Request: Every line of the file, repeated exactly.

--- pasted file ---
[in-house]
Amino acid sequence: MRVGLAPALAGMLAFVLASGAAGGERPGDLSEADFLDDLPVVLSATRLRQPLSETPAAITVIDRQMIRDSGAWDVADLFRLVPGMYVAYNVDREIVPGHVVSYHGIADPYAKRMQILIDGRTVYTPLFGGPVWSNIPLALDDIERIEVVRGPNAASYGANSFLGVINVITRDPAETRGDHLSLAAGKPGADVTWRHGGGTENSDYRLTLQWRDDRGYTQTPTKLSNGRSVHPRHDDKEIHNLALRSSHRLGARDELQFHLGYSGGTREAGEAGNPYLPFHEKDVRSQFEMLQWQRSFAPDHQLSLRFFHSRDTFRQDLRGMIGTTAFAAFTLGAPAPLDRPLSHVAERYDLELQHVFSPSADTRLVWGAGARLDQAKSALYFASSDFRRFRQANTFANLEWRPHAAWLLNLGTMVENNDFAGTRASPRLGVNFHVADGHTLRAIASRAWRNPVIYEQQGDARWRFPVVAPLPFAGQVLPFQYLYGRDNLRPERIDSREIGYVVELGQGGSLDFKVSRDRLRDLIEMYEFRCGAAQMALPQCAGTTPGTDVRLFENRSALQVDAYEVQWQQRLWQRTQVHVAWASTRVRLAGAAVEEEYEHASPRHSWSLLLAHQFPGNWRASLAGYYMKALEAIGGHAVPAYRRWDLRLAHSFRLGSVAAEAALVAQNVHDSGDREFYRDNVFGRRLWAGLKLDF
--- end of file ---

[in-house]
Amino acid sequence: MRVGLAPALAGMLAFVLASGAAGGERPGDLSEADFLDDLPVVLSATRLRQPLSETPAAITVIDRQMIRDSGAWDVADLFRLVPGMYVAYNVDREIVPGHVVSYHGIADPYAKRMQILIDGRTVYTPLFGGPVWSNIPLALDDIERIEVVRGPNAASYGANSFLGVINVITRDPAETRGDHLSLAAGKPGADVTWRHGGGTENSDYRLTLQWRDDRGYTQTPTKLSNGRSVHPRHDDKEIHNLALRSSHRLGARDELQFHLGYSGGTREAGEAGNPYLPFHEKDVRSQFEMLQWQRSFAPDHQLSLRFFHSRDTFRQDLRGMIGTTAFAAFTLGAPAPLDRPLSHVAERYDLELQHVFSPSADTRLVWGAGARLDQAKSALYFASSDFRRFRQANTFANLEWRPHAAWLLNLGTMVENNDFAGTRASPRLGVNFHVADGHTLRAIASRAWRNPVIYEQQGDARWRFPVVAPLPFAGQVLPFQYLYGRDNLRPERIDSREIGYVVELGQGGSLDFKVSRDRLRDLIEMYEFRCGAAQMALPQCAGTTPGTDVRLFENRSALQVDAYEVQWQQRLWQRTQVHVAWASTRVRLAGAAVEEEYEHASPRHSWSLLLAHQFPGNWRASLAGYYMKALEAIGGHAVPAYRRWDLRLAHSFRLGSVAAEAALVAQNVHDSGDREFYRDNVFGRRLWAGLKLDF